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First look: Olympia Leader Disc

Italian company Olympia has designed the all-new Leader with aerodynamics and hydraulic disc brakes in mind

Disc brakes are sweeping through the cycle industry and the latest manufacturer to release a disc-equipped road bike is Olympia. This is their Leader, this first road bike designed specifically with disc brakes a key feature. We first brought you news of it last year but at the London Bike Show we had our first close look at the bike in the flesh.

The Leader not only represents the company’s first foray into disc brakes on road bikes, but also that of aerodynamics. Disc brakes and aerodynamics are the two biggest trends in road cycling at the moment, but they’re largely independent of each other, the Leader is one of a tiny handful of new bikes that pushes both aerodynamics and disc brakes.

The frame is clearly shape and profiled to cleanly slice through the air and reduce drag, which should help offset disc sceptics concerns of the increased drag caused by disc brakes. The main tubes use an airfoil profile with an aero seatpost held in place with a concealed clamp, while the seat tube wraps around the rear wheel. The seatstays meet the seat tube much lower than a regular frame, a trend we’re seeing with a lot of aero bikes. It’s all about reducing drag, and placing the stays low like this appears to be a popular way of contributing to the overall aerodynamic efficiency.

Olympia have designed the profile of the tubes and even the carbon fibre layup to accommodate the disc brakes and the location of the forces they place on a frame, using a mixture of T800s, T700 and M30 carbon. The rear brake caliper has been placed inside the rear triangle, a move we’re seeing most manufacturers adopt. The chainstays are oversized and asymmetric to help handle the forces created by heavy braking.

The fork has a lower crown height, because there’s no need for the caliper mount drilled through the crown, which has enabled Olympia to place the headset bearing lower and, so they claim, increase stiffness. The fork, like the chainstays, is asymmetric to deal with the disc brake forces. The head tube is tapered with 1 1/8in - 1 1/2in bearings.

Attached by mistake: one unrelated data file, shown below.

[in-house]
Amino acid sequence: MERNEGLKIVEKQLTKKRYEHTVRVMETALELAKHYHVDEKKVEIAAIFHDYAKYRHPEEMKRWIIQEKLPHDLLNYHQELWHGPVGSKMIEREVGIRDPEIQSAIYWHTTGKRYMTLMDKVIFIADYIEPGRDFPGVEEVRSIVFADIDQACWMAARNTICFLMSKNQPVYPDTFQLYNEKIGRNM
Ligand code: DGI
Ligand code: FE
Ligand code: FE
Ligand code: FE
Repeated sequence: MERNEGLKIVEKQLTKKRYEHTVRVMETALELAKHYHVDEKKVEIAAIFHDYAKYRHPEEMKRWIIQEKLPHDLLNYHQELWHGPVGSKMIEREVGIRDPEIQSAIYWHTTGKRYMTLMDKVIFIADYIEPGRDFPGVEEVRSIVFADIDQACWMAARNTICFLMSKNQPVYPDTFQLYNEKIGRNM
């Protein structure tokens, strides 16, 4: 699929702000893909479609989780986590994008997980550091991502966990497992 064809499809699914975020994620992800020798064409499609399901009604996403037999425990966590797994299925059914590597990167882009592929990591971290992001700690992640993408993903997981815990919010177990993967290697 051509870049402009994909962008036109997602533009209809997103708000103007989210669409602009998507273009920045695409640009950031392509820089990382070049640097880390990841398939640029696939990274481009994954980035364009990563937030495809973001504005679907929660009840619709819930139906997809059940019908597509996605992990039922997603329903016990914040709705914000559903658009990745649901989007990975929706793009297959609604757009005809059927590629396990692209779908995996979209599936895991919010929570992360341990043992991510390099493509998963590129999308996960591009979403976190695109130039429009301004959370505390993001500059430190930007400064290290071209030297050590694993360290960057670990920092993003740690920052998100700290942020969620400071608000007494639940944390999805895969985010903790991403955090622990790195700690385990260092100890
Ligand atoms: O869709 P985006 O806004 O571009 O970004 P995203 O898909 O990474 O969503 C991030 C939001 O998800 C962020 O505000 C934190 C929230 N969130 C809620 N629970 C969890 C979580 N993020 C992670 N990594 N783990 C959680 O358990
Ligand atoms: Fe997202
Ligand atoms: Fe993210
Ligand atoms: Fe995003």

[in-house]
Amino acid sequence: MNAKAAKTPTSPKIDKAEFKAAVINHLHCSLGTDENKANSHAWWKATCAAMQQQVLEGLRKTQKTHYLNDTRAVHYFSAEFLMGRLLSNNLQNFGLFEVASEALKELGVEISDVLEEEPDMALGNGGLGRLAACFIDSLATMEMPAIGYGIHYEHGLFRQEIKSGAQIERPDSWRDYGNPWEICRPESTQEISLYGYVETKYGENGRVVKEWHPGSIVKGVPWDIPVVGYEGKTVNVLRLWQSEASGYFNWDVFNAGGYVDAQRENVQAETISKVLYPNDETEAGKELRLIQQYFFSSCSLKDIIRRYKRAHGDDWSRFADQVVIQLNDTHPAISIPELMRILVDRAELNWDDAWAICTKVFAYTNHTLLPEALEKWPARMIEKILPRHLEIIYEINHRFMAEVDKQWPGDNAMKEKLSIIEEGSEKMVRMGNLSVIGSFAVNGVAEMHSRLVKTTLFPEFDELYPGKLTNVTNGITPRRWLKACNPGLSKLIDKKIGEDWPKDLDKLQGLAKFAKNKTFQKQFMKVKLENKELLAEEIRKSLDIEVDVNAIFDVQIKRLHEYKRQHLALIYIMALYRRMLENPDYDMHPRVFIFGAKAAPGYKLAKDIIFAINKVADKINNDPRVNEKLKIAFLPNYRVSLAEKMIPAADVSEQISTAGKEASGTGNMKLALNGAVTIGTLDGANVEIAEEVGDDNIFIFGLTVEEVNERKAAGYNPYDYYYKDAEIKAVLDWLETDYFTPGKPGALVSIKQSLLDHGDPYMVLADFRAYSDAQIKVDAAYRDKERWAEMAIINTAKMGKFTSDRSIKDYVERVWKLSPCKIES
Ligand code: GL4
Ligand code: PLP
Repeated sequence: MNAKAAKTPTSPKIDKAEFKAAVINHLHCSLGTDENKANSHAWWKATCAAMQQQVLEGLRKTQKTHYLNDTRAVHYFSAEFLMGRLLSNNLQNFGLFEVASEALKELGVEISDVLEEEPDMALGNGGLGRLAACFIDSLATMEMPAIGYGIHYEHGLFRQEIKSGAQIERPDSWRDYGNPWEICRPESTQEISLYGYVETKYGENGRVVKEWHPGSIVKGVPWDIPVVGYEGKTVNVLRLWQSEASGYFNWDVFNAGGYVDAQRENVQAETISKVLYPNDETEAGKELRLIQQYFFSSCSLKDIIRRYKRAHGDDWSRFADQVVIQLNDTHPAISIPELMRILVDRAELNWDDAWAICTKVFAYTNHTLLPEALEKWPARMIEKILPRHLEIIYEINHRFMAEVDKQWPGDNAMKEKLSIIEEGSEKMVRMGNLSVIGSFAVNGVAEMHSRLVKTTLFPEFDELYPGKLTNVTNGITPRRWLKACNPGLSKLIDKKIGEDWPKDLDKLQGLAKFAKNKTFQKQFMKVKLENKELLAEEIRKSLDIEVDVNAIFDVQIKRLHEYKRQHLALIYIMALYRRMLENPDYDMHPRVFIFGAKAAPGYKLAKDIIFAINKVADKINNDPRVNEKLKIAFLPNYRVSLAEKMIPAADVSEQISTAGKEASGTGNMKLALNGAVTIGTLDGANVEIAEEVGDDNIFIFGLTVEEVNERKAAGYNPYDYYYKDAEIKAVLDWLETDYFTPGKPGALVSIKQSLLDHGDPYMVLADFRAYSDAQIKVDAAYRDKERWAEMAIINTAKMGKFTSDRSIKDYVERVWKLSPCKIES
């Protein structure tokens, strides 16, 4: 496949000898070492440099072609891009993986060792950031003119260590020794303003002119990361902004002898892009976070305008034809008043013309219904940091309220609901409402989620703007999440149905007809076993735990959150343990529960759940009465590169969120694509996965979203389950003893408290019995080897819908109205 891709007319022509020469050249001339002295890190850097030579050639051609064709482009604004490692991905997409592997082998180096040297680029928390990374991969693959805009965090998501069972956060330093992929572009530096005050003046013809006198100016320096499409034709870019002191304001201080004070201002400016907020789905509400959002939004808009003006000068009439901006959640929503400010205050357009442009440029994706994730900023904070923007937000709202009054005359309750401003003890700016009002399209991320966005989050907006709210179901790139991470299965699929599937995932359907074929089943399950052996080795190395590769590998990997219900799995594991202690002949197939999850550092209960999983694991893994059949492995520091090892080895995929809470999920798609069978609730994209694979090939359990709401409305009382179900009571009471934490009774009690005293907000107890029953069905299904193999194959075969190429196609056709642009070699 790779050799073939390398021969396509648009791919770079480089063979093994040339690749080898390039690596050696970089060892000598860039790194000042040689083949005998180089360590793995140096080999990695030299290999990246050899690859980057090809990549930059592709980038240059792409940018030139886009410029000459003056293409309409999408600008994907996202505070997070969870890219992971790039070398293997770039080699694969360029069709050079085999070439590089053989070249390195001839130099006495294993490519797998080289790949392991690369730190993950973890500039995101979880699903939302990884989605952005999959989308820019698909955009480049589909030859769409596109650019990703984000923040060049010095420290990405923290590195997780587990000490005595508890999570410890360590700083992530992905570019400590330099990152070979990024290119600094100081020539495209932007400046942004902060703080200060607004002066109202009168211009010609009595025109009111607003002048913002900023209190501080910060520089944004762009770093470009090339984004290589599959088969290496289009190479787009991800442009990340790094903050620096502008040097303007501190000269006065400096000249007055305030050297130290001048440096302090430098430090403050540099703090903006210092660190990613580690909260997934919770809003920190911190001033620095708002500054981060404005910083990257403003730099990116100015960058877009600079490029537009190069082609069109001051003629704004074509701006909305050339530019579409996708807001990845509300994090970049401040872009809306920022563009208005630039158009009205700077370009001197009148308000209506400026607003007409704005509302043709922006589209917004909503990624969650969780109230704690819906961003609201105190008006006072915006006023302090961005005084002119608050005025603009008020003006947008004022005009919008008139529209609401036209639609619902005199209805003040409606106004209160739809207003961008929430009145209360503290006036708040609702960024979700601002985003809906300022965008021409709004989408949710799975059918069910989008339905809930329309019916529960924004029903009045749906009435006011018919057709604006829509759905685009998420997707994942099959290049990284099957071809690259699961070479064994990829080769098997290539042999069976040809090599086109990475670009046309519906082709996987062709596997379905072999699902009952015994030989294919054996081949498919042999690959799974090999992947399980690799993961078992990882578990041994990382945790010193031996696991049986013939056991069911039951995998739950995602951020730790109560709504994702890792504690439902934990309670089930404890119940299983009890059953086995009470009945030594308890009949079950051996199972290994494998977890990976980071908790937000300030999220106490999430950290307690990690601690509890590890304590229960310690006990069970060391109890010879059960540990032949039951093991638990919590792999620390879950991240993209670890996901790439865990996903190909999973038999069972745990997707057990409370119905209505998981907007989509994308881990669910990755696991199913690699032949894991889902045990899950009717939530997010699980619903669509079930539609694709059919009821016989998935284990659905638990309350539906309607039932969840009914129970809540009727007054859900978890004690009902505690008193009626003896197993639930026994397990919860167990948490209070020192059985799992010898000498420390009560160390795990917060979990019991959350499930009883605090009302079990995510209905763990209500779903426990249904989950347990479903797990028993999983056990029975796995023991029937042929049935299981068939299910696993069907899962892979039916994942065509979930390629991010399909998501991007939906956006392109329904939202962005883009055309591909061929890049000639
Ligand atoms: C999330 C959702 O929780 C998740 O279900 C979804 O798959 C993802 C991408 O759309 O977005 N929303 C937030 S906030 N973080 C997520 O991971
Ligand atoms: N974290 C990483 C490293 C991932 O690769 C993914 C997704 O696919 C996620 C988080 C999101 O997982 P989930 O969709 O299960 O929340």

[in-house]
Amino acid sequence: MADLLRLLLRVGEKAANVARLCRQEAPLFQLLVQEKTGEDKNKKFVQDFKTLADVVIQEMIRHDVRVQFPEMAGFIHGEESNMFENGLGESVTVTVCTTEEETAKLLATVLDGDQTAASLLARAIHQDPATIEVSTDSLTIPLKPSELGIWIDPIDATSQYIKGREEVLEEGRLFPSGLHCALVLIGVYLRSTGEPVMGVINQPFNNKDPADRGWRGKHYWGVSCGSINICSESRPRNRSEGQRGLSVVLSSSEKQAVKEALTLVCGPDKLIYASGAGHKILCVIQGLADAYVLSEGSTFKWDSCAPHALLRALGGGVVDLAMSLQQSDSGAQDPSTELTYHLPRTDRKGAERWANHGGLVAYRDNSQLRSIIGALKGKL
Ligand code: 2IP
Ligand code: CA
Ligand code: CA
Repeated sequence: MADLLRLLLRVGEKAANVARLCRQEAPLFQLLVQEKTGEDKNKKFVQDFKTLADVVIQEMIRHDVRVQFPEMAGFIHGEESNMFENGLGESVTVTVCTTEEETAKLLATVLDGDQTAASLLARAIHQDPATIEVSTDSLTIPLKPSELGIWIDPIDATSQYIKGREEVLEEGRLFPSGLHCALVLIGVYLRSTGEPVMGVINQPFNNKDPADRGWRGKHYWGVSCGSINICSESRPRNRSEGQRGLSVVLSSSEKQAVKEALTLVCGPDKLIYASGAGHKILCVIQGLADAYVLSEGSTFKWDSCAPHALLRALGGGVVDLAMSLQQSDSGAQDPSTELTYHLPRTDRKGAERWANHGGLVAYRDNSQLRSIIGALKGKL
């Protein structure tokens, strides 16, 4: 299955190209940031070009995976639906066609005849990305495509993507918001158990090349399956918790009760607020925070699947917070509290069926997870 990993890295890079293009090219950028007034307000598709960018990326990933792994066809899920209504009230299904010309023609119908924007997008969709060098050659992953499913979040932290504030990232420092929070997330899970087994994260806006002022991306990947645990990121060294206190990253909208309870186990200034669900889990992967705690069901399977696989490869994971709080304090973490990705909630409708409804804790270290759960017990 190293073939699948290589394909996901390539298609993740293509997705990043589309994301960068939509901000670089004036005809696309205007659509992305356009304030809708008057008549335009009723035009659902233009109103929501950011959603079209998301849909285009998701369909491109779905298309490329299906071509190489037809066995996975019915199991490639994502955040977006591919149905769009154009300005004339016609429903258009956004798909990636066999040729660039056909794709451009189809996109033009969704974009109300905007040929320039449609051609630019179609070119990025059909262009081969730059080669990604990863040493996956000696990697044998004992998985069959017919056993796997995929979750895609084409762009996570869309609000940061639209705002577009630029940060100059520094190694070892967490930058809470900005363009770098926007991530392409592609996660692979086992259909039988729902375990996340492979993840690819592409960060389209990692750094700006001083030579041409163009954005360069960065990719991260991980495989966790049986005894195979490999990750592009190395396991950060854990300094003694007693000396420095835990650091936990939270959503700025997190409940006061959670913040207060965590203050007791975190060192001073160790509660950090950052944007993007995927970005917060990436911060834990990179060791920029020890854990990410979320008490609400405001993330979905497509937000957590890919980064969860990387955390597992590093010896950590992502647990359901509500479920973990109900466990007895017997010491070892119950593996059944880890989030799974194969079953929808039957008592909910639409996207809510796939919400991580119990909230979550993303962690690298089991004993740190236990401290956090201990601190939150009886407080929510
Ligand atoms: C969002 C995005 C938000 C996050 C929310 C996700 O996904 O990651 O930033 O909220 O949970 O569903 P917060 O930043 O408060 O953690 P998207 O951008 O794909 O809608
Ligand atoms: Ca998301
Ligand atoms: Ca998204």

Like most modern frames, the Leader is fully compatible with mechanical and electronic groupsets, with all cables internally routed. Showing that Olympia really have designed this bike for disc brakes, the hydraulic hoses are routed internally too. Clean lines abound.

While some manufacturers are dabbling with bolt-thru axles, a technology borrowed from the mountain bike industry, Olympia say the layup and design of the fork and rear triangle negates the need for bolt-thru axles.

The Leader is only being sold as complete bikes. It will be available with Sram Force Disc 22S with Vision Team 30 Disc wheels from £4,329.00, Sram Red Disc 22S  with Vision Team 30 Disc wheels from £5,799.00 or a new special edition Ultegra Di2 Disc 22S  with WHRX31 Disc wheels for £5,799.00.

Upgrade wheels are available from the factory, including Miche SWR full Carbon Tubular Disc wheels for an extra £9,29.00 or FSA Vision Metron 40 Carbon Clincher Disc wheels at an extra £1,191.00

The bike here has been built up by distributor Poshbikes, and features SRAM’s Red 22 hydraulic disc groupset with WR Compositi 43 mm carbon tubular rims laced to Tune Prince/Princess hubs using Sapim CX-Super spokes. These wheels, which weigh a claimed 1,084g for the pair and cost £2,000, shave 1lb off the complete build compared to the regularly specced Vision Team 30 Disc wheels.

To shed even more weight the stock Red rotors have been replaced with lightweight Tune  rotors. The standard handlebar and stem has been replaced with an optional Olympia 'Raptor' carbon bar/stem combination.

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David worked on the tech team from 2012-2020. Previously he was editor of and before that staff writer at RCUK. He's a seasoned cyclist of all disciplines, from road to mountain biking, touring to cyclo-cross, he only wishes he had time to ride them all. He's mildly competitive, though he'll never admit it, and is a frequent road racer but is too lazy to do really well. He currently resides in the Cotswolds, and you can now find him over on his own YouTube channel David Arthur - Just Ride Bikes

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